Written by and starring Dan Carlyon, the web series The Adventures of Jacketman gives a voice to all the nerdy would-be superheroes out there. You can find all six episodes of the show's first season on the Jacketman YouTube page. Read the rest
The case against grammar snobbery laid out by British data journalist Mona Chalabi. Read the rest
Surprise! Read the rest
Just in case you needed one. Hosted by Dr. Shini Somara, this video is part of Hank and John Green’s Crash Course series. The channel covers not only physics, but also philosophy, literature, economics, history, astronomy, biology, and a ton of other subjects. You can find the whole collection on YouTube. Read the rest
“My mom said to me, ‘You know, sweetheart, one day you should settle down and marry a rich man.’ And I said, ‘Mom, I am a rich man.’” Read the rest
Whether you realize it or not, you’ve spent your entire life being trained to empathize with white men. From Odysseus to Walter White, Hamlet to Bruce Wayne, James Bond to the vast majority of biopic protagonists, our art consistently makes the argument that imperfect, even outright villainous, men have an innate core of humanity. And there’s nothing wrong with that. Good art should teach us to empathize with complex people. The problem comes not from the existence of these stories about white men, but from the lack of stories about everyone else.
That’s something I’ve been thinking about a lot during this increasingly insane presidential election season. Particularly as I try to wrap my head around the fact that Hillary Clinton is on one hand the most qualified human being to ever run for president of the United States, and, on the other, one of the most disliked presidential candidates of all time. In fact, Donald Trump is the only candidate who is more disliked than Clinton. And he’s not only overtly racist, sexist, and Islamophobic, but also unfit and unprepared for office. How can these two fundamentally dissimilar politicians possibly be considered bedfellows when it comes to popular opinion?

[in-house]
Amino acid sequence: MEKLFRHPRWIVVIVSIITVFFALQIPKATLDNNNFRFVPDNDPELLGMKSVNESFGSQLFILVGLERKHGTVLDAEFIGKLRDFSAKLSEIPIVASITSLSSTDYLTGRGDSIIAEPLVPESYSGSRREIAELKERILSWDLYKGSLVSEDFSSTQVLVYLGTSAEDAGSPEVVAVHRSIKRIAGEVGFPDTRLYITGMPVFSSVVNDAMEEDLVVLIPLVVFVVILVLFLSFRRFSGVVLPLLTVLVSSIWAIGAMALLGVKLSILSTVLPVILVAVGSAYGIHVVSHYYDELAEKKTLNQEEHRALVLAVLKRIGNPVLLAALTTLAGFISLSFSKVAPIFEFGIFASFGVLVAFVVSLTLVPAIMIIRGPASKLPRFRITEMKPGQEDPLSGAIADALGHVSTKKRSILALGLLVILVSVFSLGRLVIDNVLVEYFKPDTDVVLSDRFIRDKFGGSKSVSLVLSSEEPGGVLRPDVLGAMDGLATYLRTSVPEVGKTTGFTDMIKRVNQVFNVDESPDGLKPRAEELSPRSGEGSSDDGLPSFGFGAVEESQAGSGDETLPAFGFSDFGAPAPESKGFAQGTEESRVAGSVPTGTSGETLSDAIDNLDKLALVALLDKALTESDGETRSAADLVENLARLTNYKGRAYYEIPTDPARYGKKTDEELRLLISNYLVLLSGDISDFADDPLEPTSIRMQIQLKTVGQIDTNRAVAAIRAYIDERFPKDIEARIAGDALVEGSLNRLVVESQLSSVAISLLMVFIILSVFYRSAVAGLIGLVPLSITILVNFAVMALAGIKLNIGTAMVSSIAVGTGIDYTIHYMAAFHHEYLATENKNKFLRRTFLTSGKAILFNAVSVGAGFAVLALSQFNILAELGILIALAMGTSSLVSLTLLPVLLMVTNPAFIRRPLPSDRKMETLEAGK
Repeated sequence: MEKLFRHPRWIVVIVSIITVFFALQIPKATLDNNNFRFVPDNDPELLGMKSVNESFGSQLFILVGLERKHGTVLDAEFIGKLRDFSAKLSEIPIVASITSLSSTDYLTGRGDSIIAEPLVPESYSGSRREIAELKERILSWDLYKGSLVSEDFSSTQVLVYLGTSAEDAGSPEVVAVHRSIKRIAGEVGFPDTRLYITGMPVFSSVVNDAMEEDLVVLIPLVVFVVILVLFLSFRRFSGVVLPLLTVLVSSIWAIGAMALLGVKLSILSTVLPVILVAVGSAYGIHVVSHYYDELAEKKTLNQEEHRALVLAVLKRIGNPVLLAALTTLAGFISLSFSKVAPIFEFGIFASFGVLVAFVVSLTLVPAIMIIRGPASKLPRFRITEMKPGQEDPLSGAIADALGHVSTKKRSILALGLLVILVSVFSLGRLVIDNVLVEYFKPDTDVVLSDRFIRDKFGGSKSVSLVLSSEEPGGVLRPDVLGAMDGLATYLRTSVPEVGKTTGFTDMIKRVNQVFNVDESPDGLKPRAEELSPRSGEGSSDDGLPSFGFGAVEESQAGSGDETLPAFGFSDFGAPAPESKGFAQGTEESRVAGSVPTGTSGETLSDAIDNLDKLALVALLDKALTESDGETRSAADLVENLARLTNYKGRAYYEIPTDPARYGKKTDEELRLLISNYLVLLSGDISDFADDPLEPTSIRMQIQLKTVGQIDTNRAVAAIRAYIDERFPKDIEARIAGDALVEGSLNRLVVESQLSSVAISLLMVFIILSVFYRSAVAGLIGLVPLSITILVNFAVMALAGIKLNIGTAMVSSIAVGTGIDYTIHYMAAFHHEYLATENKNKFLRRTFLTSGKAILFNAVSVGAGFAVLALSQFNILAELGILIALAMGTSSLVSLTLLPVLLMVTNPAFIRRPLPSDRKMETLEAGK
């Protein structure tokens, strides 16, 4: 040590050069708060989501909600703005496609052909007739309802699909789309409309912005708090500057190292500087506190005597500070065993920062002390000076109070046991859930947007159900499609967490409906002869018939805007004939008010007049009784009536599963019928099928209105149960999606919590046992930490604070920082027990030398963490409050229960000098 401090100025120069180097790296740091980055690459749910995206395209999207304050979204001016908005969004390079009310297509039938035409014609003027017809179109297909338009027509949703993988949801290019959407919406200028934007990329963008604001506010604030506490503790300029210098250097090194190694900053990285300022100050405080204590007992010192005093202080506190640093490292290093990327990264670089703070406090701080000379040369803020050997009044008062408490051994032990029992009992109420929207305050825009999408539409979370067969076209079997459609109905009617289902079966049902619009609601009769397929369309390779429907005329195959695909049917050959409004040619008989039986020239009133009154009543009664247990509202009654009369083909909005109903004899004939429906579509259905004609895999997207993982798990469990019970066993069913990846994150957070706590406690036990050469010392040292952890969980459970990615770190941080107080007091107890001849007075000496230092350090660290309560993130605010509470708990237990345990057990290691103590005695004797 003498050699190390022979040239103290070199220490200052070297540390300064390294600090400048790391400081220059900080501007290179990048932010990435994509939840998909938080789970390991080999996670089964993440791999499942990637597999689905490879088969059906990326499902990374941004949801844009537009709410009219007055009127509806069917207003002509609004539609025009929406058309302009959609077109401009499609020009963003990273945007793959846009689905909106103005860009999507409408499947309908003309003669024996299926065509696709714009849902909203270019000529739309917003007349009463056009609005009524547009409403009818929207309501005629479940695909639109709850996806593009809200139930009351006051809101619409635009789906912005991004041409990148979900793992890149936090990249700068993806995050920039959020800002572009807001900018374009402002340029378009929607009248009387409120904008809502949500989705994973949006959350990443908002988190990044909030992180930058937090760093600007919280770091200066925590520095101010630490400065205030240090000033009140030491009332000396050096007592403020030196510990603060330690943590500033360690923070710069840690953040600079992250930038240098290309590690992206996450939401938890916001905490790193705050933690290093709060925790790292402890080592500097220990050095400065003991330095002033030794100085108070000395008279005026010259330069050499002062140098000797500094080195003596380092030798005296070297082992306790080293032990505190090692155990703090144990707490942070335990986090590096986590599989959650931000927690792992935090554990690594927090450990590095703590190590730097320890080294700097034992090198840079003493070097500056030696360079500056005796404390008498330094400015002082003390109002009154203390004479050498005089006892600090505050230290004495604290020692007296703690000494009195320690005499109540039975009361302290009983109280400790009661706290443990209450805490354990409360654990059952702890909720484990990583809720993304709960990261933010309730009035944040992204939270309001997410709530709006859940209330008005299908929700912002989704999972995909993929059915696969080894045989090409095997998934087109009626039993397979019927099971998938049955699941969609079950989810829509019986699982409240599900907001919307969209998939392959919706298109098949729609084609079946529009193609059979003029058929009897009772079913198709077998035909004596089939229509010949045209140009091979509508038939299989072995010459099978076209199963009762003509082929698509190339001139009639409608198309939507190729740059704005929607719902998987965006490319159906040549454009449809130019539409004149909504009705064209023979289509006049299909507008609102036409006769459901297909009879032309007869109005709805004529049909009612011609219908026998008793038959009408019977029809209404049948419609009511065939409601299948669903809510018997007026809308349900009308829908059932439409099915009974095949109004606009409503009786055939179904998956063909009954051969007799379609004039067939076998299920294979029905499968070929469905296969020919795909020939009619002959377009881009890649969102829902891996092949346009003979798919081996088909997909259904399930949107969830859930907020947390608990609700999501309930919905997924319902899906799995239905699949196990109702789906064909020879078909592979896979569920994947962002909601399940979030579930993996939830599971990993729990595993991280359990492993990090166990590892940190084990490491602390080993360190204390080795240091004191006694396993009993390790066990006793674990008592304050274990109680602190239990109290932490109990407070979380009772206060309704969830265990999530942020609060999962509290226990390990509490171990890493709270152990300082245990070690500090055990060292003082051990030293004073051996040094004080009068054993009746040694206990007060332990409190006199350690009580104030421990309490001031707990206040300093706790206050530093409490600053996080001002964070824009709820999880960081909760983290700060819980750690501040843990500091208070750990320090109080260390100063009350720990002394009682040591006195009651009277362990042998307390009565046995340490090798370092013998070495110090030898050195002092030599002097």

Gallons of digital ink have been spilled trying to figure out why Clinton struggles so much with likability. But perhaps the problem isn’t with her at all. Maybe it’s with us.
We tend to talk about likability as a black or white issue. But like the old adage, “I don’t know much about art, but I know what I like,” there’s no universal component of likability. Read the rest
Strong typhoon winds in Fuzhou, China caused a giant inflatable moon balloon to be blown from its home outside a shopping mall. It was originally part of a Mid-Autumn Moon Festival installation. Read the rest
This is the best "Pixar-Off" I’ve ever seen. Read the rest
What happens when a socially anxious Edgar Allan Poe and his sarcastic ghost companion Lenore invite their favorite authors over for a murder mystery dinner party? Real murder, of course! At least that’s the premise of Shipwrecked Comedy’s new web series Edgar Allan Poe's Murder Mystery Dinner Party. Read the rest
When asked to draw pictures of firefighters, surgeons, and fighter pilots, a group of British grade school children produced 61 pictures of men and only five pictures of women. But a visit from three female professionals helps shift their point of view. Read the rest
Any true NASA nerd knows that Michael Collins was the third astronaut who joined Neil Armstrong and Buzz Aldrin on the Apollo 11 mission to the moon. But even for those who are already familiar with Collins, this video is still a lovely, poignant tribute to an unsung hero of the space race. Read the rest